No MeSH data available.


Throat radius distributions obtained from MICP measurements for (a) Ketton, Mt Gambier, and ME2 and (b) Indiana, Estaillades, and ME1. The straight black solid lines in (a) and (b) mark half the voxel size (3.85 µm) for images of Indiana, Estaillades, ME1, ME2, and Ketton. The dashed line in (b) marks half the voxel size (4.5 µm) for the image of Mt Gambier, while the dashed line in (a) marks half the voxel size (1.65 µm) for the high-resolution image of Estaillades. This is the smallest throat radius that can be detected in the images.
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fig02: Throat radius distributions obtained from MICP measurements for (a) Ketton, Mt Gambier, and ME2 and (b) Indiana, Estaillades, and ME1. The straight black solid lines in (a) and (b) mark half the voxel size (3.85 µm) for images of Indiana, Estaillades, ME1, ME2, and Ketton. The dashed line in (b) marks half the voxel size (4.5 µm) for the image of Mt Gambier, while the dashed line in (a) marks half the voxel size (1.65 µm) for the high-resolution image of Estaillades. This is the smallest throat radius that can be detected in the images.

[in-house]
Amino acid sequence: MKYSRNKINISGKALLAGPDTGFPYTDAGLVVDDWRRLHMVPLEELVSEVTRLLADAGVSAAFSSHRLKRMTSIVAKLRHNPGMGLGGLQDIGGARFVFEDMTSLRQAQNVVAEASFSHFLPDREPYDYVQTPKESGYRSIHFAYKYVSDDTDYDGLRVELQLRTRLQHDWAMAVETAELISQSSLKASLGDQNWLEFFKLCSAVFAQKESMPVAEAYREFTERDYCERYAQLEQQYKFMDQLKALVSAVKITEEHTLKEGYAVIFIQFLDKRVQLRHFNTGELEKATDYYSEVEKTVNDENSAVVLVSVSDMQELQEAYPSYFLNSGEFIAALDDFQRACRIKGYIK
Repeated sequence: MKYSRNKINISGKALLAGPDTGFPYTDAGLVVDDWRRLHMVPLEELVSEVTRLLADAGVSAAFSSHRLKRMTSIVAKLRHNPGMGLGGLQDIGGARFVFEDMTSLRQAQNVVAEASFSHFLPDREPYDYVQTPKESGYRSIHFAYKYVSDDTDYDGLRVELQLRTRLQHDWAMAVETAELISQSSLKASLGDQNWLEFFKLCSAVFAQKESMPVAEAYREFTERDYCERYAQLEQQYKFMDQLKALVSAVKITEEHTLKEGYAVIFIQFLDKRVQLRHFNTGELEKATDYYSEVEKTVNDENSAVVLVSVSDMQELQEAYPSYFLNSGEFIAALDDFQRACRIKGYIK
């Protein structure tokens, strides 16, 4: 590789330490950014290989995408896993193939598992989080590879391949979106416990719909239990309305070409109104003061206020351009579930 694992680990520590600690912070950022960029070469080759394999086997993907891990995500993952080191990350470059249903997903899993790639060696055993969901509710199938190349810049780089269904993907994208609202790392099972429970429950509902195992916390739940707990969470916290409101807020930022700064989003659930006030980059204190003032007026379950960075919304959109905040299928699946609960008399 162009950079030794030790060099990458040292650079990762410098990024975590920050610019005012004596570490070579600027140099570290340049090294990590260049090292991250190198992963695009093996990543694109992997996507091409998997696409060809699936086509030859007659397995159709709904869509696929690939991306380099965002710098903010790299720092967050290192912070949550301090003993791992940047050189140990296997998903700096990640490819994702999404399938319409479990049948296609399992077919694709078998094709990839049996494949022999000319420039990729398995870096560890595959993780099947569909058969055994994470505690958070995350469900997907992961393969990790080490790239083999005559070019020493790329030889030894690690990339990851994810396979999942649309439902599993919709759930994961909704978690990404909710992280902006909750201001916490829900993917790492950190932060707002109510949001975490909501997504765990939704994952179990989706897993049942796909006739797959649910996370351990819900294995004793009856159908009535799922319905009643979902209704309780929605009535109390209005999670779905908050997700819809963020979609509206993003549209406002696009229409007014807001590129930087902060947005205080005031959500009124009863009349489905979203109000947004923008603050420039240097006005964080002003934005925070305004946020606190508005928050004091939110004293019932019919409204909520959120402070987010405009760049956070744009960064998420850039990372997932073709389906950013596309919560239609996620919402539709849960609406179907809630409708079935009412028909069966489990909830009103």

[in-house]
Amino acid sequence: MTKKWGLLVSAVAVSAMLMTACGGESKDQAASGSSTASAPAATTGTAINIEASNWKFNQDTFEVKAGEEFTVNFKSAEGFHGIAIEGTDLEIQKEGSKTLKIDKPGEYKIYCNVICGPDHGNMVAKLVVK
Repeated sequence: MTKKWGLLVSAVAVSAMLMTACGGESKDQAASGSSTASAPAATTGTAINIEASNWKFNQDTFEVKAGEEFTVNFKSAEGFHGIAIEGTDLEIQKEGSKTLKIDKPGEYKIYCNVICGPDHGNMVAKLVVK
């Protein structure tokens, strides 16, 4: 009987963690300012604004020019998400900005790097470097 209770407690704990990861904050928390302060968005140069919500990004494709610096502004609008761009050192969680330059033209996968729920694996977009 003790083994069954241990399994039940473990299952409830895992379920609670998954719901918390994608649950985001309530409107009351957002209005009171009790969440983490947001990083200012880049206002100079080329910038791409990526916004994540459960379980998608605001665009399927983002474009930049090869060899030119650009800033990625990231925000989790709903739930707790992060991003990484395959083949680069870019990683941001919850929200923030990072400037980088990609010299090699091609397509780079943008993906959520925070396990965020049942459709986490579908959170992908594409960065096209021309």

Mentions: [16] Mercury injection capillary pressure (MICP) was measured at a commercial laboratory (Weatherford) on samples taken from the same block of stone from which the images were obtained. Figures 2a and 2b show the inferred throat radius distributions normalized to a maximum value obtained from MICP for (a) Ketton, Mt Gambier, and ME2 and (b) Estaillades, Indiana, and ME1. Plotted also are the straight black solid and dashed lines that mark half the voxel size of the images studied, representing the smallest throat radius that can be detected in the images.


Insights into non-Fickian solute transport in carbonates.

Bijeljic B, Mostaghimi P, Blunt MJ - Water Resour Res (2013)